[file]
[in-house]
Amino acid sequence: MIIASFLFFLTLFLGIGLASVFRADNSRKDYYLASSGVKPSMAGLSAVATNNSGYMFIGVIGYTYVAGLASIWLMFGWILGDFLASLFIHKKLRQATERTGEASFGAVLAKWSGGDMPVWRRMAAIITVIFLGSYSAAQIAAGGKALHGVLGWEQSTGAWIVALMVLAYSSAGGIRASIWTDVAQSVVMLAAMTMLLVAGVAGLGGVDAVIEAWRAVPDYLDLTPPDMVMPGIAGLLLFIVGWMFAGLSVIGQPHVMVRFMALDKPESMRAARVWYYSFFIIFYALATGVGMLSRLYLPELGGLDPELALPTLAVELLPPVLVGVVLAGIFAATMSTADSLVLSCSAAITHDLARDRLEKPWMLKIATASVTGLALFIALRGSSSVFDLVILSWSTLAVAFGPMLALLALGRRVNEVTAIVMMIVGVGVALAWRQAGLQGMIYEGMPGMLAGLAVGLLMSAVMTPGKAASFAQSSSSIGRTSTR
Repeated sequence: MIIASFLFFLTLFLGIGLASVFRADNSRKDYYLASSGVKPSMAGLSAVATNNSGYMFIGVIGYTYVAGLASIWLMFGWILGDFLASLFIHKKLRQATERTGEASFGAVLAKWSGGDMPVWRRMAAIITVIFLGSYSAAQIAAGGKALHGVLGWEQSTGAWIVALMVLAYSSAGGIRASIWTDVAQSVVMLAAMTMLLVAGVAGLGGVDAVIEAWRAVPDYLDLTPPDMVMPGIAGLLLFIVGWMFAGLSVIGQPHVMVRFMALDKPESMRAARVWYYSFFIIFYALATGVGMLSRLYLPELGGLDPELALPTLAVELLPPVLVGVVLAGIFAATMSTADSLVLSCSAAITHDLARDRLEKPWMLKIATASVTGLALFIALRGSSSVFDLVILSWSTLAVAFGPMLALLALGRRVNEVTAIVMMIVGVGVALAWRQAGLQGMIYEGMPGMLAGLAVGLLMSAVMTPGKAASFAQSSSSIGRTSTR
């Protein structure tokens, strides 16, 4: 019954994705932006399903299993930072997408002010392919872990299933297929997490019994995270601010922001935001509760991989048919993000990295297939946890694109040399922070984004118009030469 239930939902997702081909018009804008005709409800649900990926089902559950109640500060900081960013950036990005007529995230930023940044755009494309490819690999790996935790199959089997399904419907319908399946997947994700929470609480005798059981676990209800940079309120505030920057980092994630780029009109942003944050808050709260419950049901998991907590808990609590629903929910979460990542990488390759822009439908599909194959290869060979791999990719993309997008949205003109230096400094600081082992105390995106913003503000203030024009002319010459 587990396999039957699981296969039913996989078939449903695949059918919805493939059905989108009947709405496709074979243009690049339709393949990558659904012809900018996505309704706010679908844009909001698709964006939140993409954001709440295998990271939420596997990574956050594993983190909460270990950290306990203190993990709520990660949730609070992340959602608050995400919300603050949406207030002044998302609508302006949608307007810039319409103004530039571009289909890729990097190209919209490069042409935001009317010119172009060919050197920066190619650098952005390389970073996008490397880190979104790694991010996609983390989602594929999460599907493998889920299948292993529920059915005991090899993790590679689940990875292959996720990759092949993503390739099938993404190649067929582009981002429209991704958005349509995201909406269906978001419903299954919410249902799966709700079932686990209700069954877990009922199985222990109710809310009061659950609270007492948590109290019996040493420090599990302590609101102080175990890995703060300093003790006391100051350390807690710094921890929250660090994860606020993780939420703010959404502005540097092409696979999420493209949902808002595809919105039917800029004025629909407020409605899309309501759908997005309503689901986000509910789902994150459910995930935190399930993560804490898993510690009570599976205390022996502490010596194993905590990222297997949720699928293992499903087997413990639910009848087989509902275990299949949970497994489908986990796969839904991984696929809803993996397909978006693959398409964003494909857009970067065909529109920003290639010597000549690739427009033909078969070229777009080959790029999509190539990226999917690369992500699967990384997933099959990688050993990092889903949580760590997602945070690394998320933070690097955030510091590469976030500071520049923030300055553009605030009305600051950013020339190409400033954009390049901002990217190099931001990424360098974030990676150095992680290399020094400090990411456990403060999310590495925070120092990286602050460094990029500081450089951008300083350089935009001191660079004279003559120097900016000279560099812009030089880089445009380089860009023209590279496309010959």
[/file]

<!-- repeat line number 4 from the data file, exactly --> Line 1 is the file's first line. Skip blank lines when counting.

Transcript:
């Protein structure tokens, strides 16, 4: 019954994705932006399903299993930072997408002010392919872990299933297929997490019994995270601010922001935001509760991989048919993000990295297939946890694109040399922070984004118009030469 239930939902997702081909018009804008005709409800649900990926089902559950109640500060900081960013950036990005007529995230930023940044755009494309490819690999790996935790199959089997399904419907319908399946997947994700929470609480005798059981676990209800940079309120505030920057980092994630780029009109942003944050808050709260419950049901998991907590808990609590629903929910979460990542990488390759822009439908599909194959290869060979791999990719993309997008949205003109230096400094600081082992105390995106913003503000203030024009002319010459 587990396999039957699981296969039913996989078939449903695949059918919805493939059905989108009947709405496709074979243009690049339709393949990558659904012809900018996505309704706010679908844009909001698709964006939140993409954001709440295998990271939420596997990574956050594993983190909460270990950290306990203190993990709520990660949730609070992340959602608050995400919300603050949406207030002044998302609508302006949608307007810039319409103004530039571009289909890729990097190209919209490069042409935001009317010119172009060919050197920066190619650098952005390389970073996008490397880190979104790694991010996609983390989602594929999460599907493998889920299948292993529920059915005991090899993790590679689940990875292959996720990759092949993503390739099938993404190649067929582009981002429209991704958005349509995201909406269906978001419903299954919410249902799966709700079932686990209700069954877990009922199985222990109710809310009061659950609270007492948590109290019996040493420090599990302590609101102080175990890995703060300093003790006391100051350390807690710094921890929250660090994860606020993780939420703010959404502005540097092409696979999420493209949902808002595809919105039917800029004025629909407020409605899309309501759908997005309503689901986000509910789902994150459910995930935190399930993560804490898993510690009570599976205390022996502490010596194993905590990222297997949720699928293992499903087997413990639910009848087989509902275990299949949970497994489908986990796969839904991984696929809803993996397909978006693959398409964003494909857009970067065909529109920003290639010597000549690739427009033909078969070229777009080959790029999509190539990226999917690369992500699967990384997933099959990688050993990092889903949580760590997602945070690394998320933070690097955030510091590469976030500071520049923030300055553009605030009305600051950013020339190409400033954009390049901002990217190099931001990424360098974030990676150095992680290399020094400090990411456990403060999310590495925070120092990286602050460094990029500081450089951008300083350089935009001191660079004279003559120097900016000279560099812009030089880089445009380089860009023209590279496309010959």